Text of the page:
Patient Care and Monitoring

1. Determine whether the patient's symptoms are consistent with OA. Review the medical history to determine whether other rheumatologic diseases may be involved.

2. Assess symptoms to determine if pain warrants additional attention. Does the pain affect quality of life or interfere with activities of daily living?

3. Evaluate symptoms to determine what nonpharma-cologic interventions can be recommended and whether pharmacologic treatment is warranted.

4. Obtain a thorough history of previous drug use, including prescription drugs, over-the-counter drugs, and dietary supplements. Determine whether any of these treat ments have been effective. Ask the patient about the dose and frequency of previous pharmacologic agents to determine if an adequate trial was given.

5. Educate the patient about appropriate use of nonpharmacologic treatments for OA.

6. Formulate a drug therapy plan, taking into consideration the patient's medical history, concomitant medications, and previous use of medications.

7. Develop a plan to monitor the patient's response to therapy.

8. Evaluate for the presence of adverse drug reactions, drug hypersensitivity, and drug interactions.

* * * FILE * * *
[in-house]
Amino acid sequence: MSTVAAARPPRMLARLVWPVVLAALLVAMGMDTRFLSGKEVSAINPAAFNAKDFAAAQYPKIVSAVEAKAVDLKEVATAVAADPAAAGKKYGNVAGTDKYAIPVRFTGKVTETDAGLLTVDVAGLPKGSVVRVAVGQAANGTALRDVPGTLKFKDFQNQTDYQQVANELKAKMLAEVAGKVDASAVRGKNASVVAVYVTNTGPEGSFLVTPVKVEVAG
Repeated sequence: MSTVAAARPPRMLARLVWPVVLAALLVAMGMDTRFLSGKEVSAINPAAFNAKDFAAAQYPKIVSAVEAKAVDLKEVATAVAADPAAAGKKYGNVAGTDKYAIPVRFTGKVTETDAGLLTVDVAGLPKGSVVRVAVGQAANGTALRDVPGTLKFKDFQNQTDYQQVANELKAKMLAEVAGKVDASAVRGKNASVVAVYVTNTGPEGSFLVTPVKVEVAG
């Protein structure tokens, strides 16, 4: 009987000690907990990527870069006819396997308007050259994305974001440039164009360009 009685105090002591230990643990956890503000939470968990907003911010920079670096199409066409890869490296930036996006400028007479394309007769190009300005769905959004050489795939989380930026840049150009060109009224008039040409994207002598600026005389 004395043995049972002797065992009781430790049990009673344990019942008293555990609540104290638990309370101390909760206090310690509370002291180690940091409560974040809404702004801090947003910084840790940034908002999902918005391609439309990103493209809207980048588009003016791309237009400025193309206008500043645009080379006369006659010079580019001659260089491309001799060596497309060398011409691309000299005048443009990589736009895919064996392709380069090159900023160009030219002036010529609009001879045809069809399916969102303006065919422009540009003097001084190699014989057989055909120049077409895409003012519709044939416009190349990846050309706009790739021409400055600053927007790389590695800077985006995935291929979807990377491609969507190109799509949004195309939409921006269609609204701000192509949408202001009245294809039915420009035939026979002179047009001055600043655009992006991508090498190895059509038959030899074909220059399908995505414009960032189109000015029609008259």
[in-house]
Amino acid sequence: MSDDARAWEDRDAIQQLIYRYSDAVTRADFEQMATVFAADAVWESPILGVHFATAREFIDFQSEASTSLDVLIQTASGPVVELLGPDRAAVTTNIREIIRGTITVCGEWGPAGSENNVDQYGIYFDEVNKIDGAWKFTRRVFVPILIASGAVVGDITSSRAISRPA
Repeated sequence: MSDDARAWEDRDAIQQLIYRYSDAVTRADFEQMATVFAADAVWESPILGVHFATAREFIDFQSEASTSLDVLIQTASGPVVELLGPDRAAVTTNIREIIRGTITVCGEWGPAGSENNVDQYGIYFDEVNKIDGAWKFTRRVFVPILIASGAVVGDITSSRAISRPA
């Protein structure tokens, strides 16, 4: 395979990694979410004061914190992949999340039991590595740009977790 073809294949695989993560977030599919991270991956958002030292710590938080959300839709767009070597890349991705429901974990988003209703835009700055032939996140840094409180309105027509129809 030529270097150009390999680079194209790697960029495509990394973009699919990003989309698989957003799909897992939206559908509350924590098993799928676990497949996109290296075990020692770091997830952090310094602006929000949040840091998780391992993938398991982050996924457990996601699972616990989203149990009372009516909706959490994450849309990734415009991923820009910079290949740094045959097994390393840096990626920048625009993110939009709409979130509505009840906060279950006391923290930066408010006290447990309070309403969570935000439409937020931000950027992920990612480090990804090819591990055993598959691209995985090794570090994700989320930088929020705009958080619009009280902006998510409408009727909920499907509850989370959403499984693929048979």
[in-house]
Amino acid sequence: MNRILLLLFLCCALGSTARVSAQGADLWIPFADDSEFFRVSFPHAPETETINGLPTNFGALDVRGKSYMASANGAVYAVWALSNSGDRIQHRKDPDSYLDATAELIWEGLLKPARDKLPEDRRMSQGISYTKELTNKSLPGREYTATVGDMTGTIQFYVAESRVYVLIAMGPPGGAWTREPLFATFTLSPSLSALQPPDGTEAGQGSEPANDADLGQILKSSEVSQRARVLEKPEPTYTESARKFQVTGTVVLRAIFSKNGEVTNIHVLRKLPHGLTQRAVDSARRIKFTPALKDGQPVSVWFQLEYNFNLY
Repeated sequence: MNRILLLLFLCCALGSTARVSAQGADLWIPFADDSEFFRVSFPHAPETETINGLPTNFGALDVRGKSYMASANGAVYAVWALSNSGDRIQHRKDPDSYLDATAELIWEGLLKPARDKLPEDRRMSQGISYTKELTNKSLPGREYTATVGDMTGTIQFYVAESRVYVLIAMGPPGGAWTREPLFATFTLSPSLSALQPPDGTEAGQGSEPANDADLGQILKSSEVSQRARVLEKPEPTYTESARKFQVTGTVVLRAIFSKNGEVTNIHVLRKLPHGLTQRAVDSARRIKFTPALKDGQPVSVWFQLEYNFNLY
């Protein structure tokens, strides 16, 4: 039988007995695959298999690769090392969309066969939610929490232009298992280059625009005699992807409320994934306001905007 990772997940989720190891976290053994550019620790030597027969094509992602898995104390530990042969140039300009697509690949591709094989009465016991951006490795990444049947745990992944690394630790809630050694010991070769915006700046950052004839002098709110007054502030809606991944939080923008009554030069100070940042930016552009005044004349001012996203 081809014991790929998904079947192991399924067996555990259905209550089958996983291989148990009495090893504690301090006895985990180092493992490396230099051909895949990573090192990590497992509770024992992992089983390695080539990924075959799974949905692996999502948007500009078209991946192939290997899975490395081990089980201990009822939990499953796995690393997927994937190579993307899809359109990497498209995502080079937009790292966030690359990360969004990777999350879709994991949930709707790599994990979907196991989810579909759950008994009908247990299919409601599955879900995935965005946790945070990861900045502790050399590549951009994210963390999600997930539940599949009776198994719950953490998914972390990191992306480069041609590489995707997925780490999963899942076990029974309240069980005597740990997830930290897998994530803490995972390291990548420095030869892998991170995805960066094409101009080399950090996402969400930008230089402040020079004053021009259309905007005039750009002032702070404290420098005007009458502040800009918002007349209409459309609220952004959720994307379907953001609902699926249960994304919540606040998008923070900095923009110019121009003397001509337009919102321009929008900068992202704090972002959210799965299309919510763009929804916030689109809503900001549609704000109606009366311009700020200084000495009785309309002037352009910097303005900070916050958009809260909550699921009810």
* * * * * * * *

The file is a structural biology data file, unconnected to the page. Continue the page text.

9. Document whether the patient has had improvements in quality-of-life measures, such as improved functioning, increased ability to perform activities of daily living, and improved well-being.

10. Emphasize the value of adherence to medication regimens and lifestyle modifications. Facilitate adherence by implementing medication regimens and lifestyle plans that are simple and consistent with the patient's lifestyle.

11. Educate the patient about OA, lifestyle modifications, and medications:

• How will lifestyle modifications affect the disease?

• What are the expectations of treatment?

• When and how should medications be taken?

• What adverse effects are most common, do they decrease during therapy, and what are the warning signs of more severe complications?

• What prescription and over-the-counter medications should be avoided to prevent drug-drug, drug-food, or drug-disease interactions?

• What options are available if the current regimen fails?

• Evaluate serum creatinine, complete blood count, and serum transaminases at baseline and at every 6 to 12 months in patients treated with oral NSAIDs or acetaminophen.

• Perform stool guaiac in patients taking oral NSAIDs when clinically indicated.

• Monitor for drug interactions, including alcohol, at every visit.

Abbreviations Introduced in This Chapter

ACR APS COX DJD MMP NSAID OA

WOMAC

Blood Pressure Health

Blood Pressure Health

Your heart pumps blood throughout your body using a network of tubing called arteries and capillaries which return the blood back to your heart via your veins. Blood pressure is the force of the blood pushing against the walls of your arteries as your heart beats.Learn more...

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